Achieving value for money through procurement – Part 1: DFID’s approach to its supplier market

The Department for International Development (DFID) has developed a credible approach to enabling fair and open competition in its supplier market and to achieving value for money in its procurement.

Score: Green/Amber
  1. Status: Completed
  2. Published: 8 November 2017
  3. Type: Performance review
  4. Subject: Government processes and systems
  5. Assessment: Green/Amber
  6. Lead commissioner: Alison Evans

Read the review


We concluded that DFID has developed a credible approach to enabling fair and open competition in its supplier market and to achieving value for money in its procurement. We awarded a green-amber score and made four recommendations.


We found that DFID has made a concerted effort to build up its commercial capacity and develop its supplier base.

Our review also found that DFID has identified areas of its procurement practices which might inhibit competition among its suppliers – such as the size and complexity of contracts – and has launched new initiatives to address these issues.

It stressed, however, the need for improved communication about procurement opportunities and a more sustained focus on market creation in partner countries.

DFID has exceeded cross-government targets for the share of contracts won by small and medium sized enterprises – but the review found that the department still needs to do more to increase the range and diversity of suppliers.

The review found that, despite introducing open-book accounting the department has been slow to exercise these rights due to capacity constraints.

It also warned that some suppliers with a track record of delivering DFID programmes could have advantages over new entrants that may have the unintended consequence of limiting competition.

We awarded DFID a green-amber score for its approach to shaping its supplier market, in recognition of its increased ambition and the positive direction of travel but also highlighting important areas in need of improvement.


As a result of this review ICAI made the following recommendations:

  1. DFID should adopt a more systematic approach to its stated objective of promoting the participation of local suppliers, to the extent permitted within procurement regulations, including measures at the central, sector and country office levels to encourage the emergence of future prime contractors from developing countries. This might include identifying opportunities for local suppliers to compete directly for DFID contracts, increased supervision of the terms on which prime contractors engage local suppliers, and more inducement of DFID’s prime contractors to invest in building local capacity.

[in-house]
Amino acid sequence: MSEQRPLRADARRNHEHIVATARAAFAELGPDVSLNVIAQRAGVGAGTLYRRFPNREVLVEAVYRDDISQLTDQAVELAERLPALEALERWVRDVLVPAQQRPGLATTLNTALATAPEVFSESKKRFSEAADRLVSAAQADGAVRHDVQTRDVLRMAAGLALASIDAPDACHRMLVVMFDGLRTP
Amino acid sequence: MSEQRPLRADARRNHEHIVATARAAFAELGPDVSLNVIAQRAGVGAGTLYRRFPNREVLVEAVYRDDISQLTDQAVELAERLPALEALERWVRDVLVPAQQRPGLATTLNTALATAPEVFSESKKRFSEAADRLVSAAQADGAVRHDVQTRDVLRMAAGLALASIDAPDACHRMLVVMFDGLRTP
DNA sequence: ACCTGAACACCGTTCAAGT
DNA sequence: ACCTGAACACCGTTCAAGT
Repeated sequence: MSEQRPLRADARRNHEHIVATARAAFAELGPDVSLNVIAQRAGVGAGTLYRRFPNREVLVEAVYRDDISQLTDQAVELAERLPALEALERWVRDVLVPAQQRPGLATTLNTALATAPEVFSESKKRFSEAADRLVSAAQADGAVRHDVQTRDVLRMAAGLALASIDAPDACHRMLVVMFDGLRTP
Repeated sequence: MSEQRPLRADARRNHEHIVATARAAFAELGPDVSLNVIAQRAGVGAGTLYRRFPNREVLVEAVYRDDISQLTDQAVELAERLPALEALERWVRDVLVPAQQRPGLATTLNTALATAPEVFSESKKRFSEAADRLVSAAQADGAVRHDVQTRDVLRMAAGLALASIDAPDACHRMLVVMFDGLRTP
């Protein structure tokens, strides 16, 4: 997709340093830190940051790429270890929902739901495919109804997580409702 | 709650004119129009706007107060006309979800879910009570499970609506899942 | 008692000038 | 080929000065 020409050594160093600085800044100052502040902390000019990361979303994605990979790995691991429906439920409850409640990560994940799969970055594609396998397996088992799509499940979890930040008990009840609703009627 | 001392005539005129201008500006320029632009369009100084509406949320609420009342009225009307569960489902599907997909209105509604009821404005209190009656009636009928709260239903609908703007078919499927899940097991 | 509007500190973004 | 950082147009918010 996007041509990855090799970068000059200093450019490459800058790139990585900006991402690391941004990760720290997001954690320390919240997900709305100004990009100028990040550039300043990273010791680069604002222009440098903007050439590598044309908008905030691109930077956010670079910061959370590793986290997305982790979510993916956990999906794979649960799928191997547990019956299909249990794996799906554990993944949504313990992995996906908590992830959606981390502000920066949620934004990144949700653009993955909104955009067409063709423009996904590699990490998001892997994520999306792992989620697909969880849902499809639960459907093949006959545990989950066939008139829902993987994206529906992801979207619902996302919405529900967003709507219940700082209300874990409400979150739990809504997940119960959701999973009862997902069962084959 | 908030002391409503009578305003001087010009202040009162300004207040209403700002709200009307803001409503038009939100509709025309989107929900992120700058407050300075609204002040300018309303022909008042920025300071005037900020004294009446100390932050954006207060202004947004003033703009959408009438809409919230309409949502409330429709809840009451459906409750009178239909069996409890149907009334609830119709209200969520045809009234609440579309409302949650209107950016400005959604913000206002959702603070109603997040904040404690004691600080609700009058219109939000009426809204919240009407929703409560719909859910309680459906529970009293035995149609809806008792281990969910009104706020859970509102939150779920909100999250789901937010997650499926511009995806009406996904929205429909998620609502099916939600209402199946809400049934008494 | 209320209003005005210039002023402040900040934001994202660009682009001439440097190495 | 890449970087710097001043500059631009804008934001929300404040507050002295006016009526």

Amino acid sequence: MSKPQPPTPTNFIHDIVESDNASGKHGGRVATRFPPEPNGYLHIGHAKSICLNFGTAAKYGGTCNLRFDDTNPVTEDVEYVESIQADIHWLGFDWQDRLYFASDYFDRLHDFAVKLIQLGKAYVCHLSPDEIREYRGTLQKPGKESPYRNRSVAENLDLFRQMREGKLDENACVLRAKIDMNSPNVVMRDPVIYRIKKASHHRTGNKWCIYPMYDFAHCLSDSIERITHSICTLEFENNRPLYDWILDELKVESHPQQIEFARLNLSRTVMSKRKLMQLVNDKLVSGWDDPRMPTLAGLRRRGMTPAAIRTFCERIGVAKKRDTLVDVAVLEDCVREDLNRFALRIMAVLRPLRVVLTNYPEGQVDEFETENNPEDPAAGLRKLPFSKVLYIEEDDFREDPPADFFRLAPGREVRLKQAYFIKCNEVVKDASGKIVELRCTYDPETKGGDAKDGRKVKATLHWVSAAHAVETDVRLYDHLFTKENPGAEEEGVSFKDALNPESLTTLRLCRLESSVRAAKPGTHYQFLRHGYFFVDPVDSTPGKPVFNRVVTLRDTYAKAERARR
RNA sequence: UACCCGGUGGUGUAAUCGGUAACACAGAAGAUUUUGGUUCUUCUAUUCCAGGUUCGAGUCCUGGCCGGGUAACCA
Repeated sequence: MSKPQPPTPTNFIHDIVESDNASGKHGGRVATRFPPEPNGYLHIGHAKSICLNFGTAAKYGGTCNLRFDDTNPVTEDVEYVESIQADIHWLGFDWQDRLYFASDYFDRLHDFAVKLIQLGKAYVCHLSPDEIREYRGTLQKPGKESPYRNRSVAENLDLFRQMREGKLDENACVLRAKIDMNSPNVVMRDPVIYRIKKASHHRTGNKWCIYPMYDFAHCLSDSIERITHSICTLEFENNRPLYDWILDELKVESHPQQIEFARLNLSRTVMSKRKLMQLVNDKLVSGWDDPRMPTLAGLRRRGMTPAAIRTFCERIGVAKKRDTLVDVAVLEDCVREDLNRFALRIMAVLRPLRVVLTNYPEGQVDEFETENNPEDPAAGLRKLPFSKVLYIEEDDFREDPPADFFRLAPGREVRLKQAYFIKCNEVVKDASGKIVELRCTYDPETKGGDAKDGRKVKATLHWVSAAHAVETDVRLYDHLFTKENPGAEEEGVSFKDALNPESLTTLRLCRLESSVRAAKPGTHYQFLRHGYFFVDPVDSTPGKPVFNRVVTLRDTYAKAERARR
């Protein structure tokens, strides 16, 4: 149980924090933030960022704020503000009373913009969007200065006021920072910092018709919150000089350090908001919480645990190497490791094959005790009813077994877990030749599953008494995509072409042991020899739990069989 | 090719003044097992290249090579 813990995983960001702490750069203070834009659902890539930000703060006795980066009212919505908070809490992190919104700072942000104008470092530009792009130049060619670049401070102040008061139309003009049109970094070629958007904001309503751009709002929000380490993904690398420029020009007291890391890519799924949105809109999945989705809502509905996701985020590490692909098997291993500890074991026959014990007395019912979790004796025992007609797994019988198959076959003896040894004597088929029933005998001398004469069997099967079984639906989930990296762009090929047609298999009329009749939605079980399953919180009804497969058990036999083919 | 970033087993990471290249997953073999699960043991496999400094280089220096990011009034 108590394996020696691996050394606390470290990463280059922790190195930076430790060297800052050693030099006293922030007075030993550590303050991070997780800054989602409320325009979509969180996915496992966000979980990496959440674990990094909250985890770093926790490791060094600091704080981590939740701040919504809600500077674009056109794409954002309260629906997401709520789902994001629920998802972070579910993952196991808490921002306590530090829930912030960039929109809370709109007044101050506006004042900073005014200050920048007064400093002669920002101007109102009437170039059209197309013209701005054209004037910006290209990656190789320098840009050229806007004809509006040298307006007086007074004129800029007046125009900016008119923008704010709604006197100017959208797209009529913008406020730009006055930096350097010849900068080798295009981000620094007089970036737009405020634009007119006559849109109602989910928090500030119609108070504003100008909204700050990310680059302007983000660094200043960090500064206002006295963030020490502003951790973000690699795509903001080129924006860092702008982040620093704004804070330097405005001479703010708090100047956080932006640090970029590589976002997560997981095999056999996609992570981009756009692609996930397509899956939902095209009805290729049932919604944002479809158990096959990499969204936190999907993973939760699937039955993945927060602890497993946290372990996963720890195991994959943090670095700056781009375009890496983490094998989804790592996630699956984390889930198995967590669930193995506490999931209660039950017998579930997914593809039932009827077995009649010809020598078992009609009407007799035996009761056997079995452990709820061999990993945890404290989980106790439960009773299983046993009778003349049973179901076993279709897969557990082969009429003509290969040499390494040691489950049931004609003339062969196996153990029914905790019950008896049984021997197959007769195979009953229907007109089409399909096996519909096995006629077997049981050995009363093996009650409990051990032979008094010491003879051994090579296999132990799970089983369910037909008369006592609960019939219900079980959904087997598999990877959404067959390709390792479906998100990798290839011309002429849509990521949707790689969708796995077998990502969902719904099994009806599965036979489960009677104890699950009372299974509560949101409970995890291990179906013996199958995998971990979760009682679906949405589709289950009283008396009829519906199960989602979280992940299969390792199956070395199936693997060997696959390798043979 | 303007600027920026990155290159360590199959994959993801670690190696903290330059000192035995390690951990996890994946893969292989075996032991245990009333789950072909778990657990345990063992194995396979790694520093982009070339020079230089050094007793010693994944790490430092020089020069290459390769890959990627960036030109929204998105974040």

2. DFID should develop clear plans on how it will progress its use of open-book accounting and improve fee rate transparency, and ensure that its plans are clearly communicated to the supplier market, to minimise the risk of unintended consequences.
  3. DFID should accelerate its efforts to improve communication of pipeline opportunities to the market. It should also assess what potential information advantages are gained by participants in its Key Supplier Management Programme, and ensure that this is counterbalanced by more effective communication with all potential suppliers. Internally, DFID should provide clearer guidance to staff as to what can and cannot be discussed during key supplier meetings.
  4. The next phase of DFID’s commercial reform plans should be accompanied by a stronger change management approach, with explicit objectives that are clearly communicated to staff. Its plans should be supported by robust monitoring and management information arrangements, to enable full transparency, regular progress reporting and mitigation of potential negative effects.




Published 19 April 2017

Evidence gathering


Review publication

Published 8 November 2017

Government response

Published 20 December 2017

Parliamentary scrutiny

IDC hearing 21 February 2018

ICAI follow-up

Published 23 July 2020